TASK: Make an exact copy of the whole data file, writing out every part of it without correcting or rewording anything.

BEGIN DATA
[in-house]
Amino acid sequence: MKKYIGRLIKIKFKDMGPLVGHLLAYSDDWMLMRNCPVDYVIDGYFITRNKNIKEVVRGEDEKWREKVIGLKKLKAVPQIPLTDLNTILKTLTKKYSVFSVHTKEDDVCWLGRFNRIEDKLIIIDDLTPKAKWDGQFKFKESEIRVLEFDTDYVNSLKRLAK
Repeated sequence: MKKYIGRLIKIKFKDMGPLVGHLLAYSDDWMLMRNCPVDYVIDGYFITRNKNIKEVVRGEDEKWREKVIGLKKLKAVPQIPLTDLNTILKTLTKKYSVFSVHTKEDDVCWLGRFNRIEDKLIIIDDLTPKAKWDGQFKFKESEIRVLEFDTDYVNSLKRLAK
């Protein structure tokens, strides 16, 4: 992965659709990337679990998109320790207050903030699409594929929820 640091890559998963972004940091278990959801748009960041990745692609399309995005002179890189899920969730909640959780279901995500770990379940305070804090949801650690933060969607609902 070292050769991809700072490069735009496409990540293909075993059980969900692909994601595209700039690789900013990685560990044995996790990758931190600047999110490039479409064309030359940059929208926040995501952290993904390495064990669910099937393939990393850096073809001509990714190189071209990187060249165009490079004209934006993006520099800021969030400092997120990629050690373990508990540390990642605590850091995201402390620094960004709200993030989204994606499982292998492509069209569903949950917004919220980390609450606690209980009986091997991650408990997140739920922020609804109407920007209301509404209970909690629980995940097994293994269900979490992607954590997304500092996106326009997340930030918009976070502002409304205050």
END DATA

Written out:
[in-house]
Amino acid sequence: MKKYIGRLIKIKFKDMGPLVGHLLAYSDDWMLMRNCPVDYVIDGYFITRNKNIKEVVRGEDEKWREKVIGLKKLKAVPQIPLTDLNTILKTLTKKYSVFSVHTKEDDVCWLGRFNRIEDKLIIIDDLTPKAKWDGQFKFKESEIRVLEFDTDYVNSLKRLAK
Repeated sequence: MKKYIGRLIKIKFKDMGPLVGHLLAYSDDWMLMRNCPVDYVIDGYFITRNKNIKEVVRGEDEKWREKVIGLKKLKAVPQIPLTDLNTILKTLTKKYSVFSVHTKEDDVCWLGRFNRIEDKLIIIDDLTPKAKWDGQFKFKESEIRVLEFDTDYVNSLKRLAK
């Protein structure tokens, strides 16, 4: 992965659709990337679990998109320790207050903030699409594929929820 640091890559998963972004940091278990959801748009960041990745692609399309995005002179890189899920969730909640959780279901995500770990379940305070804090949801650690933060969607609902 070292050769991809700072490069735009496409990540293909075993059980969900692909994601595209700039690789900013990685560990044995996790990758931190600047999110490039479409064309030359940059929208926040995501952290993904390495064990669910099937393939990393850096073809001509990714190189071209990187060249165009490079004209934006993006520099800021969030400092997120990629050690373990508990540390990642605590850091995201402390620094960004709200993030989204994606499982292998492509069209569903949950917004919220980390609450606690209980009986091997991650408990997140739920922020609804109407920007209301509404209970909690629980995940097994293994269900979490992607954590997304500092996106326009997340930030918009976070502002409304205050």